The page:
Commentary

Stephens: Taxpayer Money Won’t Fix Our Campaigns

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The Political Industry had a great victory the other night.

Gobs and gobs of cash flowed in to the state to pass Question 1, and going forward, formerly low key, low cost local elections will become their next cash cow. They have managed to pump up the cash for the coffers of the ailing mainstream media. Costs for advertising in the formerly low cost Maine media will skyrocket with the new infusion of Maine Clean Election Act (MCEA) funds, with Maine taxpayers footing the bill. Perhaps we should just pass a law to provide generous subsidies to the local media, and then go back to making local elections local? Intimate? Honest?

But that wouldn’t be the end of it. The political operatives would miss out on their chance at the trough, now that Maine taxpayers will be throwing up to $60,000 to every single candidate running for every single State Senate or $15,000 per House seat across the state every two years—a law that just passed.

Under the guise of “Clean Elections”, the Political Industry snookered us all. Instead of local politicians meeting local voters and allowing them to see for themselves what candidates are made of, they will get to see them in TV commercials, once they’ve been fully edited and vetted and approved for our viewing. Sixty thousand dollars can buy a lot of makeup.

I always wonder why someone from far away would put hundreds of thousands of dollars in to such a scheme. Then, when you realize that they are very, very wealthy, you have to think that they must be getting some return on that investment. After all, they didn’t become very, very wealthy just giving their money away. I guess if you were heavily invested in media stocks… just think if you could then nationalize this whole scheme—state by state, district by district.

There are very few outcomes that I can find that were other than abysmal when taxpayer dollars are pumped in to a formerly modest institution, or when an infusion of cash is dictated with law or executive action. Higher Education costs have soared. Massive infusions of cheap loan cash have pumped up tuition and other college costs at rates far exceeding the inflation rate. As a result, our youth are burdened with nearly one trillion dollars of student loan debt. Graduates are left unable to buy a home, or even think about it. They’re worried about starting a family, and putting that off. And many, unable to find a job in this Obama Economy, are defaulting on their college loans. Talk of another possible financial blow to the U.S. economy is out there.

And then there is the health care industry. Massive infusions of cash have benefitted the insurance companies. Doctors, hospitals, and especially the American people have taken it on the chin. Insurance premiums are exploding. Deductibles are following suit to the point that it is almost pointless to even have insurance. Why bother when you can’t afford the deductible, and you can’t go to the doctor or hospital when you need to? Isn’t that what we were supposed to be fixing? We are right back where we started, except that everything costs way more than when we started.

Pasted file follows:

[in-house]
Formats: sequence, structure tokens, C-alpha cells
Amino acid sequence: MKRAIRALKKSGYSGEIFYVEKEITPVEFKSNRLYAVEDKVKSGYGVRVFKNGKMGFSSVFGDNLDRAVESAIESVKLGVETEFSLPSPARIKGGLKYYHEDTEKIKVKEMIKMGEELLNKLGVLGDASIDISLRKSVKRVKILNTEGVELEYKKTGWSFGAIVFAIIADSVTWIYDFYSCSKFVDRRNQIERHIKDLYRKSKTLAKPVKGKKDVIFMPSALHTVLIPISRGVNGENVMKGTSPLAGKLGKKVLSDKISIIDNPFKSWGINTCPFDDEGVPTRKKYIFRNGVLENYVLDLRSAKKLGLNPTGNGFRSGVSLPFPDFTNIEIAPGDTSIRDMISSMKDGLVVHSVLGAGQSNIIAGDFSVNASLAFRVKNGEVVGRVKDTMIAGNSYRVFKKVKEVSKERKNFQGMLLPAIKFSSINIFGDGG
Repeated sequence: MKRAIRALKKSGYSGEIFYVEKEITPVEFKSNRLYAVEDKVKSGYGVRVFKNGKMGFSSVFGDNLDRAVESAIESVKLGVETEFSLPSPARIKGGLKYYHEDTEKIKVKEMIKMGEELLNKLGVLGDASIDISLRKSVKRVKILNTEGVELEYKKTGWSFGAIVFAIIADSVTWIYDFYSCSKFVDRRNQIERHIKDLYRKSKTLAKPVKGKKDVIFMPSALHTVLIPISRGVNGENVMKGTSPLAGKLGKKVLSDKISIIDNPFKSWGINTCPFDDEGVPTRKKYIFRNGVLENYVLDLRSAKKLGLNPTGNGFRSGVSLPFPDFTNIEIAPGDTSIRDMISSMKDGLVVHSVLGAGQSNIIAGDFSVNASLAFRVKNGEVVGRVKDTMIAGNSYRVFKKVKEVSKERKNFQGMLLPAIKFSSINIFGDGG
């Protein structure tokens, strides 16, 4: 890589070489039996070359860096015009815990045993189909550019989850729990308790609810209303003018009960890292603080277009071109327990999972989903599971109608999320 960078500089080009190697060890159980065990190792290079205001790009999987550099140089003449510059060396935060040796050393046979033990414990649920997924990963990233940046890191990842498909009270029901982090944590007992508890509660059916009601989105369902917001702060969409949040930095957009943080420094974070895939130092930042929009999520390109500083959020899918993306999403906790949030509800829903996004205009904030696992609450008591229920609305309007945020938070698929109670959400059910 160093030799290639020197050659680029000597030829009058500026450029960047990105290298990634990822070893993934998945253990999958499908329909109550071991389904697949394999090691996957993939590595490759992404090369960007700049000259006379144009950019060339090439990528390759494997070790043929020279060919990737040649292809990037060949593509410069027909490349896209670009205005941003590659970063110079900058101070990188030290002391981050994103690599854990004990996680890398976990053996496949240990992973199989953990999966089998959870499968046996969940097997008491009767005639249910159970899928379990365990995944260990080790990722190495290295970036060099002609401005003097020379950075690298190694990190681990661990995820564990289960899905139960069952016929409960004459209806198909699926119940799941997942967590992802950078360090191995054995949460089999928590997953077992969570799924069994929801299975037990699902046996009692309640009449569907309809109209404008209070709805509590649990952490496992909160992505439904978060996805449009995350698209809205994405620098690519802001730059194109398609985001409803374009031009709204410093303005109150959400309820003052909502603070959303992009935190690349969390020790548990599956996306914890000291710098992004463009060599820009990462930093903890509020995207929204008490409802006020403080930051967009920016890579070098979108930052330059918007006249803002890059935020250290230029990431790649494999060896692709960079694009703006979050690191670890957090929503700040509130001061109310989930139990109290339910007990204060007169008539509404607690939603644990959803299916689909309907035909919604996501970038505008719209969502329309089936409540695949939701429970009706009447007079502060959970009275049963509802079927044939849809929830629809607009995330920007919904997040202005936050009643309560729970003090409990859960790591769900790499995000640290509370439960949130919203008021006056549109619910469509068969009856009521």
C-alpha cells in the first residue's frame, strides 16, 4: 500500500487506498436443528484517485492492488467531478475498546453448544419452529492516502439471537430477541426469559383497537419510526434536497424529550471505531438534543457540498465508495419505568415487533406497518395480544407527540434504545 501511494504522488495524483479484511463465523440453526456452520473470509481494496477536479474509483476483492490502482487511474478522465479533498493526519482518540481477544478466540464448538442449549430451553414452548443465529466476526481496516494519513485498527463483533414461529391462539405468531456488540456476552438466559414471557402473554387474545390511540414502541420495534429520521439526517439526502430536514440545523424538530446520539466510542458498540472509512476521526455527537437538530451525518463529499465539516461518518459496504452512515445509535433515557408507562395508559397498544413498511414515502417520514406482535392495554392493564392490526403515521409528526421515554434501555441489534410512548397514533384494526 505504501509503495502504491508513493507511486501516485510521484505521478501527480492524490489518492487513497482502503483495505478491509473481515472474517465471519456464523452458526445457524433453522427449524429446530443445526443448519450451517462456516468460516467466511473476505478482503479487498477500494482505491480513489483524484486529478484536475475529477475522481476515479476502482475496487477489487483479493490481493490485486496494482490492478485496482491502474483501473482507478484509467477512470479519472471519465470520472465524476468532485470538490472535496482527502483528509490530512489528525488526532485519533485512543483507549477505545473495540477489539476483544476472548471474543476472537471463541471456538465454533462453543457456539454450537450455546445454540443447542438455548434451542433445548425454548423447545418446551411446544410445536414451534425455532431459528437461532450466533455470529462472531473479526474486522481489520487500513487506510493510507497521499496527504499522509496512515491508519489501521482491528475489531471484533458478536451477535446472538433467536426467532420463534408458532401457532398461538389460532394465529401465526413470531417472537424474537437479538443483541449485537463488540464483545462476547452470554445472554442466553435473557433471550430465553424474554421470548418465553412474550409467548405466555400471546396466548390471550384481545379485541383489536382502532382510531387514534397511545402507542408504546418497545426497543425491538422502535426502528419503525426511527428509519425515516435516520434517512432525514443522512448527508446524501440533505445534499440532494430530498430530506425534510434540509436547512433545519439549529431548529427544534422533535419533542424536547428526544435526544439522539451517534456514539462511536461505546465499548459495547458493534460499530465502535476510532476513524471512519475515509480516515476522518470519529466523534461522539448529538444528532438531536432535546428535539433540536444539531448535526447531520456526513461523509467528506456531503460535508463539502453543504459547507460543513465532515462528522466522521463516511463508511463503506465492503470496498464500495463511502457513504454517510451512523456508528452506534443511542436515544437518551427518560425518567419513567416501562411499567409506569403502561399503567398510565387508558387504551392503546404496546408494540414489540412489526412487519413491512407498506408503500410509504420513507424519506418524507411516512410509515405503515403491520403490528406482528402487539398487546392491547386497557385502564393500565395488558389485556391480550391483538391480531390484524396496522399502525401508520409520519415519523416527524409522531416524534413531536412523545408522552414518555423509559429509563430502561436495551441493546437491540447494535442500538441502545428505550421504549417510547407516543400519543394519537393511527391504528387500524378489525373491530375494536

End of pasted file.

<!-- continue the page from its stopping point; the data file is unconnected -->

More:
Yep, the media and the political operatives made out really well the other night. But the voters of Maine shouldn’t despair. We need to ask ourselves “what if?” The electorate is ready and waiting for candidates and campaigns to lead and show voters what local politicians with local ideas can do. They’re begging for campaigns and candidates that eschew big money, big politics and big smiles—for campaigns and candidates that get to work, get to know the voters and their issues, and lead in reforming campaign finance from the ground up.

Campaign finance reform will not happen with a referendum or a new law. It will happen when the voters recognize what is happening, and choose their representatives for the right reasons. It will happen when candidates and campaigns choose the path of integrity and honesty, and eschew PAC money and large donations from a few donors in exchange for lots and lots of small donations from their constituents. It’s happening in America now, and if it catches on our politics and our citizens and our country will be the better for it.

About Barry Stephens

Barry Stephens, as the Business Development Director at Zehnder America, Inc, is immersed in the energy efficiency building industry across North America. He lectures and teaches at energy efficiency conferences in the US and Canada, and is involved with many high profile energy efficient buildings projects. He built his own super efficient home in Buxton.

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